Alaskans have a long history of resourcefulness.
For example, old refrigerators adorning people’s front yards become fish smokers in the summer and outdoor freezers in winter. Automobile bodies serve as wind breaks. Old boats make excellent raised planters and storage containers for used tires.
But beyond this, Alaskans are the undisputed champions in utilizing one of the North Country’s most abundant, renewable natural resources: moose droppings, otherwise known as the “jewels of the north.”
It is a major industry in Alaska and one of the main attractions in gift shops across the state. Products include mooseaic earrings, moose nugget necklaces, moose nugget tie tacks, moose nugget key rings, moose nugget swizzle sticks, moose nugget shish kabobs, moose nugget Christmas ornaments and even mooseltoe.
I have heard there is even a moose nugget weather forecaster. Dry nuggets signify sunny weather. Wet nuggets show that it is raining. Rolling nuggets mean it’s windy, and extremely soft nuggets mean the moose is very near and that it doesn’t matter what the weather is.
For those wishing to supplement their garden, there are flowering moose nuggets.
Alaska moose nugget artists are very particular about the size, shape and condition of her moose nuggets. One Anchorage artist mentioned that they have to be firm, with no mold and the proper oval conformation.
“The best time to collect them is in the winter, when the moose are browsing on willows and other shrubs,” she said. “In summer the nuggets generally have a poorer consistency.”
Gift shop owners in Anchorage, Fairbanks, Seward and other Alaskan communities say that moose nugget jewelry and other novelties are quite popular with tourists.
At the Once in A Blue Moose gift shop in Anchorage’s 5th Avenue Mall, a sly-smiling clerk was eager to show me his moose berry candy, which he claimed – I kept studying that sly smile – was made out of pure chocolate and not moose stool. He also showed me his chocolate moose taffy and moose munch wild cherry raisins.
One has to look at the size of the resource to comprehend its significance. A biologist with the State of Alaska Department of Fish and Game told me that that moose density throughout large portions of Alaska ranges from .5 per square mile to 4 per square mile. This calculates to thousands of the critters across Alaska’s 586,000 square miles. An adult moose eats about 40 to 60 lbs. of willow, aspen, birch and other plants each day.
Even with four stomachs – an extremely efficient digestive system – moose relieve themselves several times a day. That’s definitely mega-tonnage of moose nuggets.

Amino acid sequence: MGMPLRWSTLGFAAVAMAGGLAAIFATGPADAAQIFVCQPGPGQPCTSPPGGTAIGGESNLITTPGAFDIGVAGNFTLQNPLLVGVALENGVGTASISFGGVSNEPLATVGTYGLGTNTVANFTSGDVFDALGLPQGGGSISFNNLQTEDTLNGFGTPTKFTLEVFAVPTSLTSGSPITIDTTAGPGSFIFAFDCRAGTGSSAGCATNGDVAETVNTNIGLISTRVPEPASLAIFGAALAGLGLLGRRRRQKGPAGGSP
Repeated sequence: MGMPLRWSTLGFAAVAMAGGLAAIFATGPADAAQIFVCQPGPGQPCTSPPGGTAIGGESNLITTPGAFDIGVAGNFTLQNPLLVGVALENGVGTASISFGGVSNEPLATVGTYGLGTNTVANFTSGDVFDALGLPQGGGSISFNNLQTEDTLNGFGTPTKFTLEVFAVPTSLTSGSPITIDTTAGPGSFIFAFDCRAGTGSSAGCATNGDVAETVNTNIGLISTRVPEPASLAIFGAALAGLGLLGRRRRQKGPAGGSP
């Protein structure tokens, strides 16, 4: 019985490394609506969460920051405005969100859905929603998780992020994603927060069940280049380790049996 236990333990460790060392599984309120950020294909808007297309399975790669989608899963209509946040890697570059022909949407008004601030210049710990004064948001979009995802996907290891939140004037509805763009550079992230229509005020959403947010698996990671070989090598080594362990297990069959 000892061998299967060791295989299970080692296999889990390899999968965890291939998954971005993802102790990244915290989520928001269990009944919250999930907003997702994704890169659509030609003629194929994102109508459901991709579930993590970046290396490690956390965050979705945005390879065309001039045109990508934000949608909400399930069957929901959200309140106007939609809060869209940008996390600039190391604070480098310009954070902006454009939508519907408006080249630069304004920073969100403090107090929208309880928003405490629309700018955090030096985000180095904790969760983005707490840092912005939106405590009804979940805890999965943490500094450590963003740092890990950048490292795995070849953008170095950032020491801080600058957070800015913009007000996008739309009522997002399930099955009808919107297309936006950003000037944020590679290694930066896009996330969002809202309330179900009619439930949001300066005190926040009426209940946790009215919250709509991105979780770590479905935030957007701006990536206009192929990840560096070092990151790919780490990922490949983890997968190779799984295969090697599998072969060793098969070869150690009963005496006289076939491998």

Proof of this thorough digestive process is in the smell, or lack thereof. As any longtime Alaskan is aware, accidentally stepping into a pile of moose droppings is much less traumatic than stepping into a bear’s deposit – if you get my drift. But I digress…
“It’s a growing industry,” noted a clerk at Anchorage’s Grizzly Gift Shop. “There is no lack of creativity out there on how to find new uses for these compact, exquisitely shaped items.”
Some moose nuggets are actually painted gold to resemble real nuggets. Some are used to cap pencils. There are moose nugget perfume dispensers, fire starters, and even a moose nugget lip balm – although I have never talked to anyone who has actually used the lip balm.
Moose Dropping Festival
In Talkeetna, moose nuggets have been elevated to an almost spiritual status with the Annual Moose Dropping Festival. Animal rights activists have made many inquiries about this celebration, asking about the elevation from which the moose are dropped to the ground. In fact, it’s not the moose, but their precious nuggets – thousands of them – which are released from a hot air balloon onto the festive crowd below. Depending upon the nuggets’ state of desiccation or petrification, this event can be quite dangerous to innocent bystanders. Veteran moose-dropping revelers wield umbrellas.
The Anchorage Rotary Club has been known to hold a fundraiser that also pays homage to the nugget. Numbers are painted on them and then they’re released from a helicopter onto a ground target. The person holding the number on the nugget that lands closest to the center of the target wins the big prize.
In our backcountry journeys we certainly take these brown, oval-shaped items for granted. But there’s an inescapable truth in the old adage: “One person’s refuse is another person’s treasure.”
Editor’s Note: Frank E. Baker is an ECHO News team member an outdoors enthusiast. He lives in Eagle River with his wife, Rebekah, who is a retired Anchorage School District teacher.